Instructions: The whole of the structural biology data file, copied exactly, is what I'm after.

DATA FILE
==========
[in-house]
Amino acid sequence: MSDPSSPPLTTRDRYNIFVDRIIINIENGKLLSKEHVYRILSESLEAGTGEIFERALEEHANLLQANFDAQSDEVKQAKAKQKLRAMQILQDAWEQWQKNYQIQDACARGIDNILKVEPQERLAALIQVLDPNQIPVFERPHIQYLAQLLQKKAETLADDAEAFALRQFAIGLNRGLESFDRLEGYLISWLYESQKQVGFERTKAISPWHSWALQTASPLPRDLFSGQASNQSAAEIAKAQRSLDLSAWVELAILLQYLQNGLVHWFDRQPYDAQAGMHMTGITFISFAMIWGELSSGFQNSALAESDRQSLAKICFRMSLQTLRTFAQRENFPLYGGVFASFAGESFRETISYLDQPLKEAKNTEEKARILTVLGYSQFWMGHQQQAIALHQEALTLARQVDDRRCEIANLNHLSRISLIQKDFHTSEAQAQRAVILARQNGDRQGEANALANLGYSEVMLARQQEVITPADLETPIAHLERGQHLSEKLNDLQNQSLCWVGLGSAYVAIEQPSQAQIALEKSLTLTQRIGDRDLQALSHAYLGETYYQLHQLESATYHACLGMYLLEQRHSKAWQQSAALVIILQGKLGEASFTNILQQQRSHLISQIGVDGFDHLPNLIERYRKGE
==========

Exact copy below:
[in-house]
Amino acid sequence: MSDPSSPPLTTRDRYNIFVDRIIINIENGKLLSKEHVYRILSESLEAGTGEIFERALEEHANLLQANFDAQSDEVKQAKAKQKLRAMQILQDAWEQWQKNYQIQDACARGIDNILKVEPQERLAALIQVLDPNQIPVFERPHIQYLAQLLQKKAETLADDAEAFALRQFAIGLNRGLESFDRLEGYLISWLYESQKQVGFERTKAISPWHSWALQTASPLPRDLFSGQASNQSAAEIAKAQRSLDLSAWVELAILLQYLQNGLVHWFDRQPYDAQAGMHMTGITFISFAMIWGELSSGFQNSALAESDRQSLAKICFRMSLQTLRTFAQRENFPLYGGVFASFAGESFRETISYLDQPLKEAKNTEEKARILTVLGYSQFWMGHQQQAIALHQEALTLARQVDDRRCEIANLNHLSRISLIQKDFHTSEAQAQRAVILARQNGDRQGEANALANLGYSEVMLARQQEVITPADLETPIAHLERGQHLSEKLNDLQNQSLCWVGLGSAYVAIEQPSQAQIALEKSLTLTQRIGDRDLQALSHAYLGETYYQLHQLESATYHACLGMYLLEQRHSKAWQQSAALVIILQGKLGEASFTNILQQQRSHLISQIGVDGFDHLPNLIERYRKGE